In the major they speak of a being that can be thought in every respect, and therefore also as it may be given in intuition. In the minor, however, they speak of it only so far as it considers itself, as subject, with respect to the thinking and the unity of consciousness only, but not at the same time in respect to the intuition whereby this unity is given as an object of thinking The conclusion, therefore, has been drawn by a sophism, and more especially by sophisma figurae dictionis.1
That we are perfectly right in thus resolving that famous argument into a paralogism, will be clearly seen by referring to the general note on the systematical representation of the principles, and to the section on the noumena, for it has been proved there that the concept of a thing, which can exist by itself as a subject, and not as a mere predicate, carries as yet no objective reality, that is, that we cannot know whether any object at all belongs to it, it being impossible for us to understand the possibility of such a mode of existence. It yields us therefore no knowledge at all. If such a concept is to indicate, under the name of a substance, an object that can be given, and thus become knowledge, it must be made to rest on a permanent intuition, as the indispensable condition of the objective reality of a concept, that is, as that by which alone the object can be given. In internal intuition, however, we have nothing permanent, for the Ego is only the consciousness of my thinking; and if we do not go beyond this thinking, we are without the necessary condition for applying the concept of substance, that is, of an independent subject, to the self, as a thinking being. Thus the simplicity of the substance entirely disappears with the objective reality of the concept: and is changed into a purely logical qualitative unity of self-consciousness in thinking in general, whether the subject be composite or not.
Refutation of Mendelssohn’s Proof of the Permanence of the Soul
This acute philosopher perceived very quickly how the ordinary argument that the soul (if it is once admitted to be a simple being) cannot cease to exist by decomposition, was insufficient to prove its necessary continuance, because it might cease to exist by simply vanishing. He therefore tried, in his Phædon, to prove that the soul was not liable to that kind of perishing which would be a real annihilation, by endeavouring to show that a simple being cannot cease to exist, because as it could not be diminished, and thus gradually lose something of its existence, and be changed, by little and little, into nothing (it having no parts, and therefore no plurality in itself), there could be no time between the one moment in which it exists, and the other in which it exists no longer; and this would be impossible.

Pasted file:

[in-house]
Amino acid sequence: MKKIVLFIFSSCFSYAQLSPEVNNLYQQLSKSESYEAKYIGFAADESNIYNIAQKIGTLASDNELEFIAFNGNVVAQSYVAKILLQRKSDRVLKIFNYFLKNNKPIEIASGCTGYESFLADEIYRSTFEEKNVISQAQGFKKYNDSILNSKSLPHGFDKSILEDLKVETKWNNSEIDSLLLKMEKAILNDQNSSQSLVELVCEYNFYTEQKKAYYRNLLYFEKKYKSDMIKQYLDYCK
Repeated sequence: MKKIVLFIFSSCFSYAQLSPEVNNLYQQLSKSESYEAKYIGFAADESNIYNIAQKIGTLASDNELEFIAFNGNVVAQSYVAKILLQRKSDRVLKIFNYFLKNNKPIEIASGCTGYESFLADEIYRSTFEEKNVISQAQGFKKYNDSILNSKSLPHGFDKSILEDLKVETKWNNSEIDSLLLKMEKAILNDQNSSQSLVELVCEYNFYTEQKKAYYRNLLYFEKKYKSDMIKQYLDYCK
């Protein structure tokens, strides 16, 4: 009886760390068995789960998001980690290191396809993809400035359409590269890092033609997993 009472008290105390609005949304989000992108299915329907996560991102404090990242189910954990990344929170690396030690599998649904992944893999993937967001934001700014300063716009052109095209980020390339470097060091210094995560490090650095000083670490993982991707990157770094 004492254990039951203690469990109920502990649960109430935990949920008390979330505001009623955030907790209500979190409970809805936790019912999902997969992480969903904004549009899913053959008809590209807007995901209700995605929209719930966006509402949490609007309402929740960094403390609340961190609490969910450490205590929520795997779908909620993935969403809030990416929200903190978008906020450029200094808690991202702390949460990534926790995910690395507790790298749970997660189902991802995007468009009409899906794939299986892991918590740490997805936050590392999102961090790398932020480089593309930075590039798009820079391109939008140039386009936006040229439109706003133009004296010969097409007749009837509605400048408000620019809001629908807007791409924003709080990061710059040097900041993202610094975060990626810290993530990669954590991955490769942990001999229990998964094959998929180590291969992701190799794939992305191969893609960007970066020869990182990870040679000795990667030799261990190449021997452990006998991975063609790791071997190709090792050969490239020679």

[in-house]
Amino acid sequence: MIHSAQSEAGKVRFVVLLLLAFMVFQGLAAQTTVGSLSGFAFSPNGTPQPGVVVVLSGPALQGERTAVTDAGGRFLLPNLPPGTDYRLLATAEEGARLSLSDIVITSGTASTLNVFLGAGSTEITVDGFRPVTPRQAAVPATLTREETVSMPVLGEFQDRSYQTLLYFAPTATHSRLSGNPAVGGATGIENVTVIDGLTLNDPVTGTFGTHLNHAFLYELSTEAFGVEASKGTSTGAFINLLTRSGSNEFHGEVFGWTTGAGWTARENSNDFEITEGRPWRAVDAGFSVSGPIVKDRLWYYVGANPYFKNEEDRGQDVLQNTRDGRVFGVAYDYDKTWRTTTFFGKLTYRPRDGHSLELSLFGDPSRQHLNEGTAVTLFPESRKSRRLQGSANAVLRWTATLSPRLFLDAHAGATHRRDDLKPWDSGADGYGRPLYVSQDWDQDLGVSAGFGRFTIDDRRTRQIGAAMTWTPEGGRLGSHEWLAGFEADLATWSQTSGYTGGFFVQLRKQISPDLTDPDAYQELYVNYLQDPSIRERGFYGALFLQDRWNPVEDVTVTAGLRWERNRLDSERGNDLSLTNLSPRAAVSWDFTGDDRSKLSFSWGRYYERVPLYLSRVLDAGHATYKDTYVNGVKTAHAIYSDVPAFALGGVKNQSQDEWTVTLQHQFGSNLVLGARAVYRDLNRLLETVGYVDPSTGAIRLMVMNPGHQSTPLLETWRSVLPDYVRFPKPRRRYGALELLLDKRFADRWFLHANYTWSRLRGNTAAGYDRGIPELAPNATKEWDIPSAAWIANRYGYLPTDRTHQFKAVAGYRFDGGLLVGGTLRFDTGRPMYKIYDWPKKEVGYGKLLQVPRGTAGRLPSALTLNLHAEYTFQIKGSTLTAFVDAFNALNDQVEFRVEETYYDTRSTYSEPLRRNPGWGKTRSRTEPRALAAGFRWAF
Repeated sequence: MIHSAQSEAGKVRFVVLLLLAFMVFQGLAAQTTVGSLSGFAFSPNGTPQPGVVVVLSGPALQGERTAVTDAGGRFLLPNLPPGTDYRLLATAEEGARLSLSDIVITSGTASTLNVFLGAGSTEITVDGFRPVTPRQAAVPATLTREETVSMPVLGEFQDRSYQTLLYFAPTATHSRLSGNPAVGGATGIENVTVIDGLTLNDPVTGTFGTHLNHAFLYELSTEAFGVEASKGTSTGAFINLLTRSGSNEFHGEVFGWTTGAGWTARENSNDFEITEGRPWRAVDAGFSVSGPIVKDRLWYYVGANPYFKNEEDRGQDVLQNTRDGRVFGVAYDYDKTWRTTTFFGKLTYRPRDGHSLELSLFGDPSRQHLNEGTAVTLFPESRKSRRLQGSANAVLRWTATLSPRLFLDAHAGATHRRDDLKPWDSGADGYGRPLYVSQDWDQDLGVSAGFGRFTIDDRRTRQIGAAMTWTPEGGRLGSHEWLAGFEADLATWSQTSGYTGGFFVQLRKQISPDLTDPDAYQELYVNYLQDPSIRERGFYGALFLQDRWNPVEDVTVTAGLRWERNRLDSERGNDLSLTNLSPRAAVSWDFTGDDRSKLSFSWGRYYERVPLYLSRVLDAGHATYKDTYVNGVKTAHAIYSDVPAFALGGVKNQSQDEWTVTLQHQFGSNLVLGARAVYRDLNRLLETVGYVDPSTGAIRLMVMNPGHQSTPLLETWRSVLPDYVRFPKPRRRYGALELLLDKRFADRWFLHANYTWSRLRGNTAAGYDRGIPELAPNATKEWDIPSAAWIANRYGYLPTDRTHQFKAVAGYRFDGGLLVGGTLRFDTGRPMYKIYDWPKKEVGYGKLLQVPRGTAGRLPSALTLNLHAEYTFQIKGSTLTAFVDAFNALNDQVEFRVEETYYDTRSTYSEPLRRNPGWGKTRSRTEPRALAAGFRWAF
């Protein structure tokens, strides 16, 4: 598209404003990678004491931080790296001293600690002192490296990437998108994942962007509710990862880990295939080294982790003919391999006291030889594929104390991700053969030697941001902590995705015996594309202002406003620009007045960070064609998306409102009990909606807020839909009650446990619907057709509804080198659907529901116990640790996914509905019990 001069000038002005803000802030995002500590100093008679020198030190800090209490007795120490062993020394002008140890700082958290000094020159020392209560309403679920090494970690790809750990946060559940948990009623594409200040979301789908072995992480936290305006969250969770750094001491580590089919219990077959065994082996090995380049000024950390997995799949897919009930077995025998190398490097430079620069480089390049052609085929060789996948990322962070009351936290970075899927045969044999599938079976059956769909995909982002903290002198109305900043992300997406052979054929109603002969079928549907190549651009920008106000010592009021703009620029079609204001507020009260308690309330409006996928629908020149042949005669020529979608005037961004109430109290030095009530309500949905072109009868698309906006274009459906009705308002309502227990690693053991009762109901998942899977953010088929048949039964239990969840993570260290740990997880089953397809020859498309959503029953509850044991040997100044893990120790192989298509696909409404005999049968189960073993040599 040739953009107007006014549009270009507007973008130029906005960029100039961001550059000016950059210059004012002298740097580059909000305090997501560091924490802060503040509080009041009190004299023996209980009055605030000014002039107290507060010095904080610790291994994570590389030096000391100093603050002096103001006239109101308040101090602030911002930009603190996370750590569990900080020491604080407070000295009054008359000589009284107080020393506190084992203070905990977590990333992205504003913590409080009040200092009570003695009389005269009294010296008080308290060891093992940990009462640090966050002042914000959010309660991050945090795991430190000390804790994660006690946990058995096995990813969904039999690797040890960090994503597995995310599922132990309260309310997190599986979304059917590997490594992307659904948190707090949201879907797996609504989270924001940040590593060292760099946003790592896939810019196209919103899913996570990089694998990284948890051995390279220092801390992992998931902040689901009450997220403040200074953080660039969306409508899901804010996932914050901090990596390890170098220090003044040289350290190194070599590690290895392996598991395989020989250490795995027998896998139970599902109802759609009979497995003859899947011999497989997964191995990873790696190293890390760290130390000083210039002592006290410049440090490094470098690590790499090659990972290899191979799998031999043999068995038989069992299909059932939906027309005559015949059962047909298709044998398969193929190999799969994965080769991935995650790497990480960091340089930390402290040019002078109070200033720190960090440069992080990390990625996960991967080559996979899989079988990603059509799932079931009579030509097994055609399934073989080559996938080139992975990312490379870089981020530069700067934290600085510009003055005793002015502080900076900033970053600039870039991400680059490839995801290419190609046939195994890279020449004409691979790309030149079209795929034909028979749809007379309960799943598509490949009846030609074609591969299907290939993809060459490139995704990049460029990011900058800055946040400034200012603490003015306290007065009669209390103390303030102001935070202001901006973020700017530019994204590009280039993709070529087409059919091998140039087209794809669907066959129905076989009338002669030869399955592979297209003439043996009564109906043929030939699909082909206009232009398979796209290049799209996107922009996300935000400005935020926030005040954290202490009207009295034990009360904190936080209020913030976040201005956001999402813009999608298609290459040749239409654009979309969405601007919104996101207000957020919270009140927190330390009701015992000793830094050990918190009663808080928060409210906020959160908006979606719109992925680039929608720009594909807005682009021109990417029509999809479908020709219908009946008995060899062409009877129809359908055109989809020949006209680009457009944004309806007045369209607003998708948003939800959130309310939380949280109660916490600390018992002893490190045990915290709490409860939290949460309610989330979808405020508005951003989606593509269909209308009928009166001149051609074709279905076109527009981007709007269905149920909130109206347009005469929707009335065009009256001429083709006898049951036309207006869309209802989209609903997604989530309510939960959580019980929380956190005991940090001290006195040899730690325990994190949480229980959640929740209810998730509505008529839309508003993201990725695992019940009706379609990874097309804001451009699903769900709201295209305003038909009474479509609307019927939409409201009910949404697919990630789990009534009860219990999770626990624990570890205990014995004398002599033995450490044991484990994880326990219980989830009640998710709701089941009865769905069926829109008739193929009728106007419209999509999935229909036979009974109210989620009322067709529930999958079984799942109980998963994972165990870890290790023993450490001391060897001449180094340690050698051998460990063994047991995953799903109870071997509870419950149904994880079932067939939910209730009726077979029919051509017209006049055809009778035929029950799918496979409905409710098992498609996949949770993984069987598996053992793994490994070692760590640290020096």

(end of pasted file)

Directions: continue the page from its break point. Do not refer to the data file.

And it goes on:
He did not consider, however, that, though we might allow to the soul this simple nature, namely, that it contains nothing manifold, nothing by the side of each other, and therefore no extensive quantity, yet we could not deny to it, as little as to any other existing thing, intensive quantity, i.e. a degree of reality with respect to all its faculties, nay, to all which constitutes its existence. Such a degree of reality might diminish by an infinite number of smaller degrees, and thus the supposed substance (the thing, the permanence of which has not yet been established), might be changed into nothing, not indeed through decomposition, but through a gradual remission of its powers, or, if I may say so, through elanguescence. For even consciousness has always a degree, which admits of being diminished,1 and therefore also the faculty of being conscious of oneself, as well as all other faculties.